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Inhibiting a Transporter to Stop Senescence

A familiar pathway was affected.

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Researchers publishing in Nature Aging have discovered that inhibiting a glucose transporter leads to a decrease in senescent cells.

Forcing a reduction in calories

This paper begins with a discussion of the well-known problems with widespread cellular senescence and its connections with other aspects of aging. Previous work has found that inhibiting sodium–glucose co-transporter 2 (SGLT2) leads to reduced glucose uptake by cells, causing it to be excreted in the urine [1], and that it reduces cellular senesence in the kidneys [2, 3].

However, previous experiments were relatively limited and consisted of cells and diabetic model mice. These researchers decided to advance their understanding of this particular transporter by conducting a study in wild-type mice.

Effective against high-fat diets

The mice in this study were fed a high-fat diet for 8 to 10 weeks, and the treatment group was given a week of canagliflozin, which inhibits SGLT2. This treatment didn’t have any impact on body weight, fat mass, oxygen use, or food intake, but the treatment group had reduced diabetic phenotypes: less insulin resistance and better glucose metabolism. These benefits continued even after the treatment was stopped for a week and canagliflozin no longer had a significant presence in the mice’s systems.

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This treatment also significantly reduced senesence. Biomarkers of senescent cells were significantly reduced throughout the mice’s bodies, including in atherosclerotic plaques. Evidence of inflammation and cellular stress was also significantly decreased, as were SASP factors. Ongoing 4-week treatment of canagliflozin led to a long-term reduction of cellular senescence.

These changes were not mirrored with insulin. Insulin, as expected, restored metabolic biomarkers, but it did not affect the senescent cell burden in the way that canagliflozin did. Similarly, feeding the mice a normal diet instead of a high-fat diet restored metabolic biomarkers, but the senescent cells remained.

Additional benefits were found in a mouse model of progeria. Progeroid mice fed canagliflozin lived significantly longer than progeroid mice that were not, and these results were confirmed for both sexes.

A key pathway

The researchers investigated exactly what canagliflozin might be doing to impact senesence. They discovered that SGLT2 inhibition upregulated AICAR, a compound that activates AMPK. The AMPK pathway is well-known in metabolism and was previously found to downregulate cellular senescence [4]. Further experimentation with AICAR and AMPK found that this was indeed the case, as interfering with this chain of events blocked the beneficial effects of canagliflozin.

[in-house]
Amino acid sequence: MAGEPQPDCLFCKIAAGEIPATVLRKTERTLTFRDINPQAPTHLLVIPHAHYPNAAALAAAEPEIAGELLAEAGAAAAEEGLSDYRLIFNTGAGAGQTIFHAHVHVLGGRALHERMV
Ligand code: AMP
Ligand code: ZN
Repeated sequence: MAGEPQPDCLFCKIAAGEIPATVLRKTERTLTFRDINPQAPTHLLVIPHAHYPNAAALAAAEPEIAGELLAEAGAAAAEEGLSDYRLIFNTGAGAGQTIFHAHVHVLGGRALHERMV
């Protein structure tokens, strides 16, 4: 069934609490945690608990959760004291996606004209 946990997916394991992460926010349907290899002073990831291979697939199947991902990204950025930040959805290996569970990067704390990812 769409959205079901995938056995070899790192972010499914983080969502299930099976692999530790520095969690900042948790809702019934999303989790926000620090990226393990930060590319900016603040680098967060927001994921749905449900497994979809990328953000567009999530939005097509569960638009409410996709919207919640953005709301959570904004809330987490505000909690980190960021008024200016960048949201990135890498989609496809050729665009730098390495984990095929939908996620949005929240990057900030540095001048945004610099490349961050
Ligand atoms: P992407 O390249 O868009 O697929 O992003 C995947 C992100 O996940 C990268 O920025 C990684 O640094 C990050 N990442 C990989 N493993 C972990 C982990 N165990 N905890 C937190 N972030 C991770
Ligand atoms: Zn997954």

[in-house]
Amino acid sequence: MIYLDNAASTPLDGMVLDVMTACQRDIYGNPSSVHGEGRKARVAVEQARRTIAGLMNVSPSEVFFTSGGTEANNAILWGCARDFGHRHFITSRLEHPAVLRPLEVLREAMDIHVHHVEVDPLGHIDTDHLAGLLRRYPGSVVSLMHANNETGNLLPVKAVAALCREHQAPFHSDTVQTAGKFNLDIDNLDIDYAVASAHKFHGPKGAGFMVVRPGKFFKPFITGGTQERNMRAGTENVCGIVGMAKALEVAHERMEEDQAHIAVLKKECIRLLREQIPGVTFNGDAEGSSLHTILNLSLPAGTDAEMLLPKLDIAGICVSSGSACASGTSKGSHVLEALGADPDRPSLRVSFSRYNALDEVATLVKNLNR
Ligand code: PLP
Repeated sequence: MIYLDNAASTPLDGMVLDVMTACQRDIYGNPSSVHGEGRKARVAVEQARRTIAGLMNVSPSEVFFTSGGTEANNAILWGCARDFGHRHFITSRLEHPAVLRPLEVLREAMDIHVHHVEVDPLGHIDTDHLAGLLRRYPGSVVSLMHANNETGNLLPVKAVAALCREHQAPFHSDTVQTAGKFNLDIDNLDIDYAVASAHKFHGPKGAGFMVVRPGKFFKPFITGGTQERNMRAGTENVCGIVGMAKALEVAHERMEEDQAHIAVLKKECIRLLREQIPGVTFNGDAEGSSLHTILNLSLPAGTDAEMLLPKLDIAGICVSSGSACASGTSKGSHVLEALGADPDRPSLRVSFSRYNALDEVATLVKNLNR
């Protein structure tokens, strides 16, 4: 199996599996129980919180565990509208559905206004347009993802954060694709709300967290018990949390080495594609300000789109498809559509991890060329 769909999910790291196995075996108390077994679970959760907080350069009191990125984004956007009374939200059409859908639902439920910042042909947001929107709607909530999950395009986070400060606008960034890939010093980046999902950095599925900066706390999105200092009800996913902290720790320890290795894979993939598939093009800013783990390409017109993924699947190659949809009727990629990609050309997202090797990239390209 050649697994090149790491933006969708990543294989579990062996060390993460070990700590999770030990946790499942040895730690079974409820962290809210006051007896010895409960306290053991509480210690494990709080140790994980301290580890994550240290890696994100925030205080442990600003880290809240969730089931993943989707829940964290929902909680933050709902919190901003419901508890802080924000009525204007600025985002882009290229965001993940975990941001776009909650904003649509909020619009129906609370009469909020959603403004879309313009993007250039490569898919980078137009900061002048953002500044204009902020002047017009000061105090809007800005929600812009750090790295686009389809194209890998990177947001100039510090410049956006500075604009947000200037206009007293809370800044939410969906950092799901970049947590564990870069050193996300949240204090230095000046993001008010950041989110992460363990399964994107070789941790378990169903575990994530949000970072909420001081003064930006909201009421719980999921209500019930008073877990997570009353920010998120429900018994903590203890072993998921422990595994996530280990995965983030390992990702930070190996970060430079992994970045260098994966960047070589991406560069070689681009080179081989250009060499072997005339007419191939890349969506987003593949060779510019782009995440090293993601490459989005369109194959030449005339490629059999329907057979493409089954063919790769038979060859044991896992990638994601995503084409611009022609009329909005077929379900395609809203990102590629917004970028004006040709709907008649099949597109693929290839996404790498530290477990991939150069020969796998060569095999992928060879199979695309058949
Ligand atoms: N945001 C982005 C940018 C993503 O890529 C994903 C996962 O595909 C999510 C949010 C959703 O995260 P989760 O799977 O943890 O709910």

Inhibiting SGLT2 was also found to downregulate programmed cell death ligand 1 (PD-L1), which is associated with cellular senescence and encourages pathological aging [4]. The AMPK chain that was discovered to inhibit cellular senescence was directly linked to this downregulation of PD-L1.

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All of this work was done on mice fed a high-fat diet or on progeric mice. It is not clear if SGLT2 inhibition works on wild-type mice fed more normal diets. However, given the prevalence of unhealthy dietary practices among Western populations, it is conceivable that this approach may have clinical benefit. A clinical trial would need to be conducted to determine if inhibiting SGLT2 would provide benefits related to inhibiting cellular senescence, particularly when accompanied by diabetes or metabolic syndrome.

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Literature

[1] Ferrannini, E. (2017). Sodium-glucose co-transporters and their inhibition: clinical physiology. Cell metabolism, 26(1), 27-38.

[2] Kim, M. N., Moon, J. H., & Cho, Y. M. (2021). Sodium‐glucose cotransporter‐2 inhibition reduces cellular senescence in the diabetic kidney by promoting ketone body‐induced NRF2 activation. Diabetes, Obesity and Metabolism, 23(11), 2561-2571.

[3] Eleftheriadis, T., Pissas, G., Filippidis, G., Efthymiadi, M., Liakopoulos, V., & Stefanidis, I. (2022). Dapagliflozin Prevents High-Glucose-Induced Cellular Senescence in Renal Tubular Epithelial Cells. International Journal of Molecular Sciences, 23(24), 16107.

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[4] Wang, T. W., Johmura, Y., Suzuki, N., Omori, S., Migita, T., Yamaguchi, K., … & Nakanishi, M. (2022). Blocking PD-L1–PD-1 improves senescence surveillance and ageing phenotypes. Nature, 611(7935), 358-364.

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About the author
Josh Conway

Josh Conway

Josh is a professional editor and is responsible for editing our articles before they become available to the public as well as moderating our Discord server. He is also a programmer, long-time supporter of anti-aging medicine, and avid player of the strange game called “real life.” Living in the center of the northern prairie, Josh enjoys long bike rides before the blizzards hit.